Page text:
Int. J. Dev. Biol. In Press
doi: 10.1387/ijdb.200081fd
© UPV/EHU Press

Conserved roles of Rax/rx3 genes in hypothalamus and pituitary development

Flávio S. J. de Souza*,1,2 and Marysia Placzek*,3

1Departamento de Fisiología, Biología Molecular y Celular, Facultad de Ciencias Exactas y Naturales, University of Buenos Aires, Buenos Aires, Argentina, 2Instituto de Fisiología, Biología Molecular y Neurociencias y Consejo Nacional de Investigaciones Científicas y Técnicas, Buenos Aires, Argentina and 3Department of Biomedical Science, Bateson Centre, University of Sheffield, Sheffield, UK

ABSTRACT Rax (Rx) genes encode paired-type homeodomain-containing transcription factors pre-sent in virtually all metazoan groups. In vertebrates, studies in fish, amphibian, chick and mouse models have revealed that these genes play important roles in the development of structures lo-cated at the anterior portion of the central nervous system, in particular the eyes, the hypothala-mus and the pituitary gland. In addition, human patients with eye and brain defects carry muta-tions in the two human Rax paralogues, RAX and RAX2. Here, we review work done in the last years on Rax genes, focusing especially on the function that mouse Rax and its zebrafish homo-logue, rx3, play in hypothalamic and pituitary development. Work on both of these model organ-isms indicate that Rax genes are necessary for the patterning, growth and differentiation of the hypothalamus, in particular the dorso-anterior hypothalamus, where they effect their action by controlling expression of the secreted signalling protein, Sonic hedgehog (Shh). In addition, Rax/rx3 mutations disturb the development of the pituitary gland, mimicking phenotypes ob-served in human subjects carrying mutations in the RAX gene. Thus, along with their crucial role in eye morphogenesis, Rax genes play a conserved role in the development of the hypothalamus and adjacent structures in the vertebrate clade.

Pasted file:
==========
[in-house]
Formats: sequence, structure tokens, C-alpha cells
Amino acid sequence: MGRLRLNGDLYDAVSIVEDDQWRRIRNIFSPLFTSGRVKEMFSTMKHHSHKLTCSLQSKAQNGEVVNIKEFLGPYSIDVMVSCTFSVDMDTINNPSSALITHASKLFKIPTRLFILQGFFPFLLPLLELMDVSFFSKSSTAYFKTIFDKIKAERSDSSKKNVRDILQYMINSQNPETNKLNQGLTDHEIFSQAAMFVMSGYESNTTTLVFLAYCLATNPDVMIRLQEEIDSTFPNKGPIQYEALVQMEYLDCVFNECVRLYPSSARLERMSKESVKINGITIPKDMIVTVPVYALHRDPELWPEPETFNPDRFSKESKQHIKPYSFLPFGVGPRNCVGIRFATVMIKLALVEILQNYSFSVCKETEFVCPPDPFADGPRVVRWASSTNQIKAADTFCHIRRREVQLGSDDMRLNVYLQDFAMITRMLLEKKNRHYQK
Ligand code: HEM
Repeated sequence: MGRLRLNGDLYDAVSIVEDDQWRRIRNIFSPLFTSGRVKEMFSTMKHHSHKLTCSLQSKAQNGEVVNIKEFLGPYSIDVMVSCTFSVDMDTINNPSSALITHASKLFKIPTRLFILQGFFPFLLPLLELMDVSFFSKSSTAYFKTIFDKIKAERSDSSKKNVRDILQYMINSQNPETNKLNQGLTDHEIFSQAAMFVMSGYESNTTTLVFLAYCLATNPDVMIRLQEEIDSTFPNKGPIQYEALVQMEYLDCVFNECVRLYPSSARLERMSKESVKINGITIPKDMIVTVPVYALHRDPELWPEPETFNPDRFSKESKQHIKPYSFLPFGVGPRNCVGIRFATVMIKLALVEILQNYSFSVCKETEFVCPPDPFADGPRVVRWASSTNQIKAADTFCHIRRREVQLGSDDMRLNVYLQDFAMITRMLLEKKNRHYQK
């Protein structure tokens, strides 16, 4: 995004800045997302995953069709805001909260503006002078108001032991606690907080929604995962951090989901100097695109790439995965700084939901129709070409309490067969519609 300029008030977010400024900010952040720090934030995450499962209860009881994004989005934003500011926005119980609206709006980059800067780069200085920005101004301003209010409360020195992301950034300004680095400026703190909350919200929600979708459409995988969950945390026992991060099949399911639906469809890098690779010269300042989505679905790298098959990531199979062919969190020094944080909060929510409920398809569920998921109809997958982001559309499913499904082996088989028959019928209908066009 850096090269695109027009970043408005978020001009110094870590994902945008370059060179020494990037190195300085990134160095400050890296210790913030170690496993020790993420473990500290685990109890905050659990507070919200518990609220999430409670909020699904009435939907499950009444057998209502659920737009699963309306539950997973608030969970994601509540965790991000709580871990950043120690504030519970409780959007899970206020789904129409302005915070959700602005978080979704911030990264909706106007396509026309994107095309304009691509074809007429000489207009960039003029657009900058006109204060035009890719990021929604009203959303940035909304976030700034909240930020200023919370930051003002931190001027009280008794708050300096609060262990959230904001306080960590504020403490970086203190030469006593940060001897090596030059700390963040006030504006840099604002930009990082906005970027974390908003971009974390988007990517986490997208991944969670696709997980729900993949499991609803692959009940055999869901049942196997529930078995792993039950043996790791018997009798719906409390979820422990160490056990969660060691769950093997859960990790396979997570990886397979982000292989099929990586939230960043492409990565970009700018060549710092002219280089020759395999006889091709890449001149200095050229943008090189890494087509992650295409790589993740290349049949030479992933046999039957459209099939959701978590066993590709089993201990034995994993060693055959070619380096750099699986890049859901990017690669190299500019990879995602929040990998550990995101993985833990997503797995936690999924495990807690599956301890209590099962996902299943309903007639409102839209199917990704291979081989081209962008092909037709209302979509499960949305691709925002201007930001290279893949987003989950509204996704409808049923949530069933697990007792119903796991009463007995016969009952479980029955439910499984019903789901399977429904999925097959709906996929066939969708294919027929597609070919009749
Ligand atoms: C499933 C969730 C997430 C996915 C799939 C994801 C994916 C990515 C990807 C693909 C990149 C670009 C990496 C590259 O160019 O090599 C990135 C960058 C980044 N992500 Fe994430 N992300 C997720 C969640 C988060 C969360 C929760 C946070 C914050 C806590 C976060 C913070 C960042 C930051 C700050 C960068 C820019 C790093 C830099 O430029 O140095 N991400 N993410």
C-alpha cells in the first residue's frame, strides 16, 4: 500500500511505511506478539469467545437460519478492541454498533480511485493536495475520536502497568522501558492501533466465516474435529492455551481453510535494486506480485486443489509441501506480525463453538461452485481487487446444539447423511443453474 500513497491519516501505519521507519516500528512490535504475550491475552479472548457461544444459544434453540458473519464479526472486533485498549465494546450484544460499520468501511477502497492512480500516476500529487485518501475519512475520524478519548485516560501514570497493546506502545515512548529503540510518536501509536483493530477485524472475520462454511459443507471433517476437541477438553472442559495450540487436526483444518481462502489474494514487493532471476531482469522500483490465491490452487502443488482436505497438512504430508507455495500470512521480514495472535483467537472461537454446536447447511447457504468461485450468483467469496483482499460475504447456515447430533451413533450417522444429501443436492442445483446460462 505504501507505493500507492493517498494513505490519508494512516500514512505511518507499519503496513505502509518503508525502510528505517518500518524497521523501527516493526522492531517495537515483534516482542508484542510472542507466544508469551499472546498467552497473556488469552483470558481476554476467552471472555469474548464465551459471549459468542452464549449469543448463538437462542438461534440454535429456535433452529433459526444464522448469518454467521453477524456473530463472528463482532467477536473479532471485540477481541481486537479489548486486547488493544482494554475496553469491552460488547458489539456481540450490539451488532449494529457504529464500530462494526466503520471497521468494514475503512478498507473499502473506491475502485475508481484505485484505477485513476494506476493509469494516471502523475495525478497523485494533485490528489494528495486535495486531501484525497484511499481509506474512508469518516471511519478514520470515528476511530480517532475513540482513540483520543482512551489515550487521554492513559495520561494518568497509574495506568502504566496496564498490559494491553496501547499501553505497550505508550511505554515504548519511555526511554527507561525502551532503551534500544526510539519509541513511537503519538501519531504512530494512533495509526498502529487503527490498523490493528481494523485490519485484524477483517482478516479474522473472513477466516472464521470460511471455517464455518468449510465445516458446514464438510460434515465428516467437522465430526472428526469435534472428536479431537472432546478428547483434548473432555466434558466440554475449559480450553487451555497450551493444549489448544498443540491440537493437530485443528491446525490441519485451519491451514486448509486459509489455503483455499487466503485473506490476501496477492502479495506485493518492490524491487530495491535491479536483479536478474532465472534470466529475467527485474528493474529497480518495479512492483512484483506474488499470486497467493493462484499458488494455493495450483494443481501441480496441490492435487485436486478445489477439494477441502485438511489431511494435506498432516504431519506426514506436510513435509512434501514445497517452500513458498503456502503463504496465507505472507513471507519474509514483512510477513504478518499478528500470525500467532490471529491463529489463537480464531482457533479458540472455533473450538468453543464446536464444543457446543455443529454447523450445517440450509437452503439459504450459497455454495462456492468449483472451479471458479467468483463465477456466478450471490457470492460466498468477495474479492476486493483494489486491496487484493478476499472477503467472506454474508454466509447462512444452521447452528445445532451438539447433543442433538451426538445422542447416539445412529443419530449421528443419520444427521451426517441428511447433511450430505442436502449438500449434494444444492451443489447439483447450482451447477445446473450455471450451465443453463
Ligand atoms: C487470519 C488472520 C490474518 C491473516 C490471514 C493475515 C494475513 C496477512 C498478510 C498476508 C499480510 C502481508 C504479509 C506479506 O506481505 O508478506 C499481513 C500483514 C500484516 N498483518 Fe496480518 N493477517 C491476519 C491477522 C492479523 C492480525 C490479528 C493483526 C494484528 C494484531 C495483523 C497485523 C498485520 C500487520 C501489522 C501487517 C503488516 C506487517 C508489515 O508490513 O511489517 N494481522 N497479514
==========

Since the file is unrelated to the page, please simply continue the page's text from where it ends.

Keywords:

rx1, rx2, diencephalon, neurohypophysis, adenohypophysis

*Corresponding author e-mail: m.placzek@sheffield.ac.uk ; fsouza.ingebi@gmail.com